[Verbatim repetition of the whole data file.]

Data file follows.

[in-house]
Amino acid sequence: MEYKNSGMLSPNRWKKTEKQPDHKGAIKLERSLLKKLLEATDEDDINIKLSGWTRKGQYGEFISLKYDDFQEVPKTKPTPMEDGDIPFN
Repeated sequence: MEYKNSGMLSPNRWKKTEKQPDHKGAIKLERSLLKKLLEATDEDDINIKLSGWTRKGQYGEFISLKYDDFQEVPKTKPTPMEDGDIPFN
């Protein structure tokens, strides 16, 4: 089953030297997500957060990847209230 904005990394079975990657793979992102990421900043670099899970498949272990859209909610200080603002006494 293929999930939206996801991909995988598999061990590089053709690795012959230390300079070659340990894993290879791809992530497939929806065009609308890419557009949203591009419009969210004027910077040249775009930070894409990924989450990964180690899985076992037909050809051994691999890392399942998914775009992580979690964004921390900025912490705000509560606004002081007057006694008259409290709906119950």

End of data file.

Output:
[in-house]
Amino acid sequence: MEYKNSGMLSPNRWKKTEKQPDHKGAIKLERSLLKKLLEATDEDDINIKLSGWTRKGQYGEFISLKYDDFQEVPKTKPTPMEDGDIPFN
Repeated sequence: MEYKNSGMLSPNRWKKTEKQPDHKGAIKLERSLLKKLLEATDEDDINIKLSGWTRKGQYGEFISLKYDDFQEVPKTKPTPMEDGDIPFN
């Protein structure tokens, strides 16, 4: 089953030297997500957060990847209230 904005990394079975990657793979992102990421900043670099899970498949272990859209909610200080603002006494 293929999930939206996801991909995988598999061990590089053709690795012959230390300079070659340990894993290879791809992530497939929806065009609308890419557009949203591009419009969210004027910077040249775009930070894409990924989450990964180690899985076992037909050809051994691999890392399942998914775009992580979690964004921390900025912490705000509560606004002081007057006694008259409290709906119950």